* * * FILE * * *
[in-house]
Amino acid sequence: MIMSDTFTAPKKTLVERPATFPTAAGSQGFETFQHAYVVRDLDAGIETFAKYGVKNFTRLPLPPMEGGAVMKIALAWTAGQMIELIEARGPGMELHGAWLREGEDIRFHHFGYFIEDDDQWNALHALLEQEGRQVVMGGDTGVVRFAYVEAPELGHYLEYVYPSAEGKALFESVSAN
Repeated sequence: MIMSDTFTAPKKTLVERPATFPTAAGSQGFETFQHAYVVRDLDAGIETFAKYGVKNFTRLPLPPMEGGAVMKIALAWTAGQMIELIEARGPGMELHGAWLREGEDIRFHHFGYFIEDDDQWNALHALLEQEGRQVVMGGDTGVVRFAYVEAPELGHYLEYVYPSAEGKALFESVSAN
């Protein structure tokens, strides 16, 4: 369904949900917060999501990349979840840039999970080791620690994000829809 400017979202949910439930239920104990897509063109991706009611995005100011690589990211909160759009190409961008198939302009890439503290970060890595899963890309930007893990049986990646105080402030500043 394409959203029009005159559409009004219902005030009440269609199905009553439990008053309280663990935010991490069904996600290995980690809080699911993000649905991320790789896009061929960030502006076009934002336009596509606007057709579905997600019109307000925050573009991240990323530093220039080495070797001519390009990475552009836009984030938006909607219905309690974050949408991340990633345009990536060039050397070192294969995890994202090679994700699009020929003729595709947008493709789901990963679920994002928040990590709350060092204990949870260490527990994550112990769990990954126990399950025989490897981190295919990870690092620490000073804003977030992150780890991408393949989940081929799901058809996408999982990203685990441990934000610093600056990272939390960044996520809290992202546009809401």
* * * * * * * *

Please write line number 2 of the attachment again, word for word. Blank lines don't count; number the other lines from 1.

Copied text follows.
Amino acid sequence: MIMSDTFTAPKKTLVERPATFPTAAGSQGFETFQHAYVVRDLDAGIETFAKYGVKNFTRLPLPPMEGGAVMKIALAWTAGQMIELIEARGPGMELHGAWLREGEDIRFHHFGYFIEDDDQWNALHALLEQEGRQVVMGGDTGVVRFAYVEAPELGHYLEYVYPSAEGKALFESVSAN